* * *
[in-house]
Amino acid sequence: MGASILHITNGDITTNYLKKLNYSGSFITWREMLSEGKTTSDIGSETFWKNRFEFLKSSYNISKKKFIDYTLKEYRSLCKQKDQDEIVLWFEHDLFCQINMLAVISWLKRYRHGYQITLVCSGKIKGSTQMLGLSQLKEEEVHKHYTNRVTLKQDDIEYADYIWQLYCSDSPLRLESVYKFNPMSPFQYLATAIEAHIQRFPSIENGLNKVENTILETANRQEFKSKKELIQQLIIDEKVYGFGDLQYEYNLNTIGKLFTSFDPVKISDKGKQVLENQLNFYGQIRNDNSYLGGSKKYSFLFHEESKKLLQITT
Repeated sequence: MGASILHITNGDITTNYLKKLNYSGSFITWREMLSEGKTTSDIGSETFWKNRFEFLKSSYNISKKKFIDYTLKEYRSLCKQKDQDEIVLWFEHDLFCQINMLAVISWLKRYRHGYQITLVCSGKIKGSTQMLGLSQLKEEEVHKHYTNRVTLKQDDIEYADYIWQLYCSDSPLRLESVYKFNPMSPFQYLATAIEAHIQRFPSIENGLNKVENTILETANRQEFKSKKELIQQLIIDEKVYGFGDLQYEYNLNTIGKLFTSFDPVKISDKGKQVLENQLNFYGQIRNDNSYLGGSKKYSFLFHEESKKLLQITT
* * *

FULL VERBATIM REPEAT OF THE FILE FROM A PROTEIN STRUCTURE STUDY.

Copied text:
[in-house]
Amino acid sequence: MGASILHITNGDITTNYLKKLNYSGSFITWREMLSEGKTTSDIGSETFWKNRFEFLKSSYNISKKKFIDYTLKEYRSLCKQKDQDEIVLWFEHDLFCQINMLAVISWLKRYRHGYQITLVCSGKIKGSTQMLGLSQLKEEEVHKHYTNRVTLKQDDIEYADYIWQLYCSDSPLRLESVYKFNPMSPFQYLATAIEAHIQRFPSIENGLNKVENTILETANRQEFKSKKELIQQLIIDEKVYGFGDLQYEYNLNTIGKLFTSFDPVKISDKGKQVLENQLNFYGQIRNDNSYLGGSKKYSFLFHEESKKLLQITT
Repeated sequence: MGASILHITNGDITTNYLKKLNYSGSFITWREMLSEGKTTSDIGSETFWKNRFEFLKSSYNISKKKFIDYTLKEYRSLCKQKDQDEIVLWFEHDLFCQINMLAVISWLKRYRHGYQITLVCSGKIKGSTQMLGLSQLKEEEVHKHYTNRVTLKQDDIEYADYIWQLYCSDSPLRLESVYKFNPMSPFQYLATAIEAHIQRFPSIENGLNKVENTILETANRQEFKSKKELIQQLIIDEKVYGFGDLQYEYNLNTIGKLFTSFDPVKISDKGKQVLENQLNFYGQIRNDNSYLGGSKKYSFLFHEESKKLLQITT